“I find it strange that Matthew is not standing in the ward where he lives – Hebburn South.

“Perhaps he didn’t feel he could take on Eddie McAtominey.

“He was our youth officer and then lost the next time on a ballot to Adam. Matthew knows his own mind but I feel he’s jumped on the Green bandwagon.

“I don’t have a crystal ball but I don’t foresee a wedge of Green MPs after the next election – but every vote taken away from Labour will make it more likely that Cameron gets a majority.

“I know Matthew wouldn’t want that.”

> I do dislike this constant emotional blackmail – if you don’t vote for us its a vote for the Tories – that Labour seem to be constantly indulging in.

The fact is,  quite a few people who did vote Labour did so simply because there was no viable left wing alternative, and they wouldn’t touch Ukip with a bargepole.

The Greens have evidently filled that vacuum and now provide an alternative for those who see Labour as virtually identical to the Tories – Matthew Giles’ comments about his  anti-war and anti-austerity views not fitting in are probably quite widespread among the new Green supporters.

Source – Shields Gazette,  24 Feb 2015

Failing to register to vote ‘hands the election to the rich and the old’

Who decides the result of the next General Election?

Unless something changes, it’s largely going to be older and better-off people.

Because those are the people who are most likely to vote.

And it’s a problem that MPs themselves have warned could lead to a crisis in our system of government.

But the problem doesn’t begin on election day, which will be May 7 this year.

It starts earlier than that, when people register to vote – or fail to do so.

An estimated 7.5 million people who are entitled to vote at an election in this country are not correctly registered.

This means they are registered wrongly, for example because they have moved house and haven’t updated their details, or simply haven’t registered at all.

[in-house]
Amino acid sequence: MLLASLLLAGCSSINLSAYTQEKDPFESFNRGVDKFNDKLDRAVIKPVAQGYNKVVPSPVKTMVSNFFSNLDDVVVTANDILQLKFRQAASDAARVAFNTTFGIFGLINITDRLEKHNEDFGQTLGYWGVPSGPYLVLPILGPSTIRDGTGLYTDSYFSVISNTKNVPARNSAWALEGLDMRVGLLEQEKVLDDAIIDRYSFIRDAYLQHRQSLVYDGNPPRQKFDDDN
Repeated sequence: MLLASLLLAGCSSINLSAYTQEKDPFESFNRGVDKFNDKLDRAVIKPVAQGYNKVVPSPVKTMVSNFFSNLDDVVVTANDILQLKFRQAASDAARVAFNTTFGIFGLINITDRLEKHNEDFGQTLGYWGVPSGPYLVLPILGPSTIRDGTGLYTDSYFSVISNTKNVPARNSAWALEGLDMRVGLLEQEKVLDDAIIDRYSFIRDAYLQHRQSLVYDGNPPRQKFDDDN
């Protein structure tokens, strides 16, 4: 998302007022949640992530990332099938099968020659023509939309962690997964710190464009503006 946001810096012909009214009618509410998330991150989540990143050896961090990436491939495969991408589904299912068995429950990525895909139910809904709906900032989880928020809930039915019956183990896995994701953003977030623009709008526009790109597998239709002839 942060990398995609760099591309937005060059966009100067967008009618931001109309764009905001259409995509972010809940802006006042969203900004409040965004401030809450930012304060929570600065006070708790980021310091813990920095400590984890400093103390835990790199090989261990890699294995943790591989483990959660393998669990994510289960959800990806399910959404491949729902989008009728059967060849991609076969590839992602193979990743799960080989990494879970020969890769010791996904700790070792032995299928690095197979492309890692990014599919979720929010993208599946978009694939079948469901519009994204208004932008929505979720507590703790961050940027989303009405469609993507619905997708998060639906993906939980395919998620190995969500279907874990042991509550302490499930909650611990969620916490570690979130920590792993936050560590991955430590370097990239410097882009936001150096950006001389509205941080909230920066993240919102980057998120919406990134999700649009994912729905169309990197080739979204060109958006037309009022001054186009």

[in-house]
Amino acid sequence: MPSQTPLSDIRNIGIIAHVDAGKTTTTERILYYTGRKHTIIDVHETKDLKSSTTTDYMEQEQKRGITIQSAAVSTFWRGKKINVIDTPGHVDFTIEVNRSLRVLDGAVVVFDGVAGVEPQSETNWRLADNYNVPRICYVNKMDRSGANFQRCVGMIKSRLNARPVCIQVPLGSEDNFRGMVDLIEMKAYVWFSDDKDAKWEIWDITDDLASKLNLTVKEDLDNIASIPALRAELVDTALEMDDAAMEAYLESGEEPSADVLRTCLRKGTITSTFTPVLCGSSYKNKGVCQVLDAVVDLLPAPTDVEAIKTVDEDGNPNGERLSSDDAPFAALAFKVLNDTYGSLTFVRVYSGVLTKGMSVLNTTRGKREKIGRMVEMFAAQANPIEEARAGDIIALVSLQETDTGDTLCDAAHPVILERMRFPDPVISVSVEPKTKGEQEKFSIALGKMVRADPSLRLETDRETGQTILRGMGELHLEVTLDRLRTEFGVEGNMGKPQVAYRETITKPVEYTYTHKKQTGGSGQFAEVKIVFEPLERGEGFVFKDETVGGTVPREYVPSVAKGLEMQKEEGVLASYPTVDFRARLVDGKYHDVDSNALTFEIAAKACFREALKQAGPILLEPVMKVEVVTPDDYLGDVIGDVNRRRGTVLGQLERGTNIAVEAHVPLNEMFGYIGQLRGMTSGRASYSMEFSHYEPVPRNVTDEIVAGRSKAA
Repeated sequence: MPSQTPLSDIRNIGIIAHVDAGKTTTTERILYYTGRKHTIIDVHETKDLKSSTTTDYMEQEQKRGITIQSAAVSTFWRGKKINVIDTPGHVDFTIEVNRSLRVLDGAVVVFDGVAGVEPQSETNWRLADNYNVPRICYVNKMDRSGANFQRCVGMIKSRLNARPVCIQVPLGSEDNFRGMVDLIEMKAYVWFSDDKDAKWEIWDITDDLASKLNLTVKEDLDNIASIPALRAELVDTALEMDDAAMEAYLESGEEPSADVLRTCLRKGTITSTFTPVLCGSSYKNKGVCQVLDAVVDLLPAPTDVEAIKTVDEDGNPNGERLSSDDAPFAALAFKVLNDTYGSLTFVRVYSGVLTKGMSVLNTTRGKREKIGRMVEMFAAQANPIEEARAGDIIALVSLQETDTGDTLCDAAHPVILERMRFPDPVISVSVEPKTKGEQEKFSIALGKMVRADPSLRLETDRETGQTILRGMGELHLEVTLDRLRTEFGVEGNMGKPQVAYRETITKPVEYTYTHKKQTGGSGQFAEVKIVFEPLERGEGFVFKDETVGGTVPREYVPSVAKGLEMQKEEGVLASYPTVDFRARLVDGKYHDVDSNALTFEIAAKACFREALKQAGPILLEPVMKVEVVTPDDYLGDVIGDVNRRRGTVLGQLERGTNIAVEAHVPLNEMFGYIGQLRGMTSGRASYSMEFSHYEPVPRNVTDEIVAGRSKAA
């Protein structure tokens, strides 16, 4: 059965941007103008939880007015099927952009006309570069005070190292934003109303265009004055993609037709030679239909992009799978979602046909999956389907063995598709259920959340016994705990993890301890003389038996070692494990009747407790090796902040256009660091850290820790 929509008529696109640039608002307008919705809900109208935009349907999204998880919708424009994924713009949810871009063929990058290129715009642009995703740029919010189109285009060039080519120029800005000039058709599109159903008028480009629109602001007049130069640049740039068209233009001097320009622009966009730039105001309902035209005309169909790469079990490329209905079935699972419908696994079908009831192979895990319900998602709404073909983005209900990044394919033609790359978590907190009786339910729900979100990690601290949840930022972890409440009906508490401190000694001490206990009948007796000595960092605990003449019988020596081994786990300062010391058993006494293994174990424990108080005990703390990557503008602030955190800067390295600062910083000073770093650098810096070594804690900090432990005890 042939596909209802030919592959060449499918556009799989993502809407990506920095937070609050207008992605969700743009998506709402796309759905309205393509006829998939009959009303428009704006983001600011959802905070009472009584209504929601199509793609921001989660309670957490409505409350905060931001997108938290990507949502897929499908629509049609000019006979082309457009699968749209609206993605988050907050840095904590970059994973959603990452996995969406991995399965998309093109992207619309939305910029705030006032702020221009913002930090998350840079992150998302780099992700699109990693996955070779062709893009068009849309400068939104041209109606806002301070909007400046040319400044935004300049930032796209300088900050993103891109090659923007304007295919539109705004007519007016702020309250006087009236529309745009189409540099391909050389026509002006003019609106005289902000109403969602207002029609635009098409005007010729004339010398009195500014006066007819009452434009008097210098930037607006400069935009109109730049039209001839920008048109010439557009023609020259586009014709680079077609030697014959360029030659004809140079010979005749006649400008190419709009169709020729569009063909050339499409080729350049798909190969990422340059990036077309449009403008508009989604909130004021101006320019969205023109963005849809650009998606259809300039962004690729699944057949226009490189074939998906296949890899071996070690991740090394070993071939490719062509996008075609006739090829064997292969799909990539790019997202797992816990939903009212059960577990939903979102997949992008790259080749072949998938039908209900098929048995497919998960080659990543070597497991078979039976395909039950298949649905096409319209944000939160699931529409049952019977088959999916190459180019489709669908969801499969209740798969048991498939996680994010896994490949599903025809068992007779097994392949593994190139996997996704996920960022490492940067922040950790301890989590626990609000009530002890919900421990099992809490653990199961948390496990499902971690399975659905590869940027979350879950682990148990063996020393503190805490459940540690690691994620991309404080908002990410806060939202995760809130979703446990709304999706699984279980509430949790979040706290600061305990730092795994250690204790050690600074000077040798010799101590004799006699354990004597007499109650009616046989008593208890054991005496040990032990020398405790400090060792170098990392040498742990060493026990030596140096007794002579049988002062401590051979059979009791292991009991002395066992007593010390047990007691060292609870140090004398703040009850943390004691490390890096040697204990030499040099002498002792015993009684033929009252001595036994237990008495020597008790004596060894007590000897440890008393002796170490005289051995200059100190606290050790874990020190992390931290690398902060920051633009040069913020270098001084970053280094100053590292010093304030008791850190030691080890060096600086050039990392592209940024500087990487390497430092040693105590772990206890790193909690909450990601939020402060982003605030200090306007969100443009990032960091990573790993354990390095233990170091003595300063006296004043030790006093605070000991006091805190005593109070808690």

Politicians have to listen to people who vote. But one way or another, they are also aware of who votes and who stays at home.

As a result, some sections society risk having less influence than others over decisions made by the Government.

Studies also show that young people are less likely to be registered to vote at elections than older people.

A study in 2011 found that only 55% of people aged 17 to 18, and only 56% of people aged 19 to 24, were registered to vote.

By contrast, 82.3% of the eligible population as a whole was registered – and 94% of people aged over 65.

It means older people have more influence over who wins the election.

People on lower incomes are also less likely to be registered.

A report by the Electoral Commission, an official watchdog, last year found that 79.6% of people in semi-skilled or unskilled jobs, or people dependent on benefits, were registered to vote – compared to 87% of professionals, such as doctors and lawyers, or senior managers.

The Electoral Commission also found that some black and ethnic minority groups are significantly less likely to be registered to vote compared to those identifying as white British.

It all means that some people’s views matter more than others in our system of government. And politicians know there’s a problem.

A report by a committee of MPs, the Commons Political and Constitutional Reform Committee, last year warned:

“Low levels of registration and turnout among students and young people are serious problem now and could get worse.

“If a generation of young people choose not to vote, and then continue not to participate at elections as they grow older, there will be severe and long-lasting effects for turnout at UK elections, with consequent implications for the health of democracy in the UK.”

But if it’s a problem for MPs, it’s a bigger problem for people who go unrepresented in Parliament.

Politics and the work of government affects all our lives. And this election could decide some big issues – how we improve the NHS, how we ensure future generations don’t inherit massive debts, how we provide jobs and training for young people and much more.

Comedian Russell Brand caused a stir when he suggested last year that people shouldn’t vote. But the problem with that idea is that if you don’t vote then people still get elected. It just means they are chosen by somebody else.

This election is set to be the most unpredictable in decades. Nobody knows who is going to win.

And there are more credible parties to choose from than before – with the Greens and UKIP running major campaigns, alongside the Conservatives, Labour and the Liberal Democrats. Other local candidates could also have an impact in some seats.